SUMMER CAMPS 2011; MAKING FRIENDS - IN PERSON Face-to-Face Socialization Plays a Major Role in Childhood Fun

Article excerpt

Byline: DAVID HICKS

A campfire crackles, the night sky is dotted with twinkling stars and crickets sing their song late into the evening. Campers gather around the fire, marshmallows speared on hastily gathered sticks.

And then a monster arrives and the campers draw sheathed weapons and charge the fiend. This is "Free Realms," a free-to-play online game that allows users of all ages to meet and play together. But is this cyber-camp better than the real deal?

According to Pamela Bell, no.

Bell is the director of the University of North Florida's Child Development Research Center, and she said she thinks that face-to-face socialization, such as at a summer camp, is extremely important for the development of social skills.

Children who engage in online socialization are missing many forms of communication, such as body language, facial expressions and tone, said Bell.

"Online you can never be sure of what the other person is saying," Bell said. "There are too many assumptions being made during the conversation."

Bell also said she thinks a camp is a safe environment that allows children to engage in healthy risk-taking in controlled challenges.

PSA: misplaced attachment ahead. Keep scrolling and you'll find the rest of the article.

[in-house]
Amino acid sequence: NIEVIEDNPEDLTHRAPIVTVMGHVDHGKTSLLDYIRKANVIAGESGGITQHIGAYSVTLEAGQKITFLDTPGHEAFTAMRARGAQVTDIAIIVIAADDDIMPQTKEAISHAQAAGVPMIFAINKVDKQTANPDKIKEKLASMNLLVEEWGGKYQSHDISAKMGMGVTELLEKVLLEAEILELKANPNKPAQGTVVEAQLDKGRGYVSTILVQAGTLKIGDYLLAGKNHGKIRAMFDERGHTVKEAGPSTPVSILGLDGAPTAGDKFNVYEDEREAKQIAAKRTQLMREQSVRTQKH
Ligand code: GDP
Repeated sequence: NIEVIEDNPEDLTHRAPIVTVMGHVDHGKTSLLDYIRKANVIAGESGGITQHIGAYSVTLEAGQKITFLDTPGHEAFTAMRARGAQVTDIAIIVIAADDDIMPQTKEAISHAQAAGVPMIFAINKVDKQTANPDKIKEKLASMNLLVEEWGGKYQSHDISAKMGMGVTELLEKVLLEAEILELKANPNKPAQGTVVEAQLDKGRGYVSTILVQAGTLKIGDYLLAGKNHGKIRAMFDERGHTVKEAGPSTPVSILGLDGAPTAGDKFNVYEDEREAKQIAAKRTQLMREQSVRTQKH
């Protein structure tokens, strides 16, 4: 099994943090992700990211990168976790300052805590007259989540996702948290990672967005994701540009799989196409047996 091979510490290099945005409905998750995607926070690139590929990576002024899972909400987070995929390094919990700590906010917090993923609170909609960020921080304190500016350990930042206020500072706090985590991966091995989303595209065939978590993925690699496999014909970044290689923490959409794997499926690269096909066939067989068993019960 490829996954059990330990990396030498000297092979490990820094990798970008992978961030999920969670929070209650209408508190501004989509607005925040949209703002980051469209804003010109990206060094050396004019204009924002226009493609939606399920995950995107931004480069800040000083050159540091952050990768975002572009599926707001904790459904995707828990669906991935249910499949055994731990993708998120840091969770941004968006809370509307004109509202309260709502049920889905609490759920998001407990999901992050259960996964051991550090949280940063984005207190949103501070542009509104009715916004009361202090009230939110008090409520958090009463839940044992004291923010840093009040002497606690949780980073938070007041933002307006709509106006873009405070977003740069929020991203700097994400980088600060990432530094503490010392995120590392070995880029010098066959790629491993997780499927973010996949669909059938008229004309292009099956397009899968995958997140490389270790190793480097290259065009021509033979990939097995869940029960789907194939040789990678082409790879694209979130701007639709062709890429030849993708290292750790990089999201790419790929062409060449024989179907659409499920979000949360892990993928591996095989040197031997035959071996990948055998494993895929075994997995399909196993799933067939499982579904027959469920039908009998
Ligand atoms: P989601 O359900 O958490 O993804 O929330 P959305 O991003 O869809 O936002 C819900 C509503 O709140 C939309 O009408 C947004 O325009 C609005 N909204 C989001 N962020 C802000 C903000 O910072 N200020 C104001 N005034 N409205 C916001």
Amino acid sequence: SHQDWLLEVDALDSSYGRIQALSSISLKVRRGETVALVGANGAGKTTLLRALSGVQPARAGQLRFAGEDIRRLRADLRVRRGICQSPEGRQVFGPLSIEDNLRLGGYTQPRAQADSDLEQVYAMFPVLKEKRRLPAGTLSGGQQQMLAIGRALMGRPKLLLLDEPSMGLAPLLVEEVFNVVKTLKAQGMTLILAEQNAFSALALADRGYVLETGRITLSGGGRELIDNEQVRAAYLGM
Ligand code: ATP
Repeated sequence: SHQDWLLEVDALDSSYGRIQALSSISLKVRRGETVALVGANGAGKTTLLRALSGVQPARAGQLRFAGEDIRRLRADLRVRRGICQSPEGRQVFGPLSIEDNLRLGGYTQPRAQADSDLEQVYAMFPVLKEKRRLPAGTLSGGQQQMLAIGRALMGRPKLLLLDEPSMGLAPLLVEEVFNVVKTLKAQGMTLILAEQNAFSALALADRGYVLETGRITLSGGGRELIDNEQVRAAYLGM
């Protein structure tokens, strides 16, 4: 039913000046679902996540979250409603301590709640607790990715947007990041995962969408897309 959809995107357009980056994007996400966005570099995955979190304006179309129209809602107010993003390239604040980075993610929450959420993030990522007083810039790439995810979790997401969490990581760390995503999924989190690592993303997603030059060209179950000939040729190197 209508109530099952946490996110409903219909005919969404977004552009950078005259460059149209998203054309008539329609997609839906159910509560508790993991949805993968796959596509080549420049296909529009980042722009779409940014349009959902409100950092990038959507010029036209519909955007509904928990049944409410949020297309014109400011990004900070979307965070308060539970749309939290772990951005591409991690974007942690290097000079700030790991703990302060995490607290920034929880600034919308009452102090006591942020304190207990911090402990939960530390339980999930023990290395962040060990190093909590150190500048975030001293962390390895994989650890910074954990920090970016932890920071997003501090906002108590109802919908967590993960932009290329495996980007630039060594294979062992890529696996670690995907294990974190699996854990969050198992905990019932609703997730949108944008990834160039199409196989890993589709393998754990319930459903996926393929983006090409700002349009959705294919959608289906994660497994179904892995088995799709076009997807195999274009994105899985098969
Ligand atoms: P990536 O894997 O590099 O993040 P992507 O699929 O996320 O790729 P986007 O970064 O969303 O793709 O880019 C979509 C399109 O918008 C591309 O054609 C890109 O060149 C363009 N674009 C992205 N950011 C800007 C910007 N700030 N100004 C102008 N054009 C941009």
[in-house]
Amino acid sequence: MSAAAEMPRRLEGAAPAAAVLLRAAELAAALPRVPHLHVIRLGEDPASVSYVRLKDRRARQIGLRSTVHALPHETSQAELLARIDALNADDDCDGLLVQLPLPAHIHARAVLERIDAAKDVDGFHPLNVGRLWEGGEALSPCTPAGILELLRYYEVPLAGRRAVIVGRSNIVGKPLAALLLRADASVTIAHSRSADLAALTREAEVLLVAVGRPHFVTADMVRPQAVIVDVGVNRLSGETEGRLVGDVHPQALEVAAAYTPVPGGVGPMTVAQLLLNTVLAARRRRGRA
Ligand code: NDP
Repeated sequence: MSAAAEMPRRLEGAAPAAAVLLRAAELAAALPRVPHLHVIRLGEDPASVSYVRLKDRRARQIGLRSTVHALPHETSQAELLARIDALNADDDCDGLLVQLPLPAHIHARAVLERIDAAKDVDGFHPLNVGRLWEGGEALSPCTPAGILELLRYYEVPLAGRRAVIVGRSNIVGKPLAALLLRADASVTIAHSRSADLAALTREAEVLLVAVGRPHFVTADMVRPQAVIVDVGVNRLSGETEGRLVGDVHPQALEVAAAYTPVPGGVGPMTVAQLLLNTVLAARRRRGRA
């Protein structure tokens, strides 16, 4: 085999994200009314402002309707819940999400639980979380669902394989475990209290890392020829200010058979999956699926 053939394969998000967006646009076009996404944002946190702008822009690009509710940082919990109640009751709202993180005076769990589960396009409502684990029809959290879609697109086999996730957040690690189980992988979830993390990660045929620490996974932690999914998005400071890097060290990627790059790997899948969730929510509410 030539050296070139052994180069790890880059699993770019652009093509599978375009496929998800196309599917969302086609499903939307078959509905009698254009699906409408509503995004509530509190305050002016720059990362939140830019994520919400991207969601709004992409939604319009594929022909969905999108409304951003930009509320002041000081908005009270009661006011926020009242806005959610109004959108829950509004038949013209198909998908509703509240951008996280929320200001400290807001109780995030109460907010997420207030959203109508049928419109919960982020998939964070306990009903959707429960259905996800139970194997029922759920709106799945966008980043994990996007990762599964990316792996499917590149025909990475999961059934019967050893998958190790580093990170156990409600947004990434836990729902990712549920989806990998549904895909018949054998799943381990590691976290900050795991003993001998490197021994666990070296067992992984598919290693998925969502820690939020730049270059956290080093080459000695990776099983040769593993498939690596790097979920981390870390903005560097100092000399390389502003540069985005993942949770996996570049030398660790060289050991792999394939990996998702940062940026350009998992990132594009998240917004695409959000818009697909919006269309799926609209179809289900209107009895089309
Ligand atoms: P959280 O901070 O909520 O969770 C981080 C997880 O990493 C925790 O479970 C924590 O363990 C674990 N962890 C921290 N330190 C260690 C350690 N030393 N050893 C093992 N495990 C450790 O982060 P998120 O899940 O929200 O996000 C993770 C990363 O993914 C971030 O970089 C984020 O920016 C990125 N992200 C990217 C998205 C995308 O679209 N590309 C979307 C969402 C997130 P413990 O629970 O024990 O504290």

Taking risks helps build character and resiliency when the campers participate in the activities, said Bell.

"They learn how to support, work with and encourage the other campers," Bell said.

While online socialization won't be replacing meeting a person face-to-face any time soon, it still has some uses, Bell said. She said she thinks one of the best uses would be allowing people to meet online before meeting in person. "It's like a gated community. People feel more secure behind a computer."

Nikos Westmoreland, vice president of marketing and communications for the YMCA of Florida's First Coast, also said he thinks camp plays an important role in social and character development.

"Going to camp allows kids to meet each other face-to-face in an increasingly online world," Westmoreland said. "It teaches healthy living and lets them experience a lot of different things and people."

He said he thinks that camp helps by getting kids out of the house and off the computer. The resident camps offered by the YMCA try to minimize the amount of time campers spend online while at camp, said Westmoreland.

Daniel and Maarshae Rossman also said they believe in the importance of camp and children meeting each other in person. Their daughters, Kaila and Danielle, have been going to camp since they were old enough to attend school. …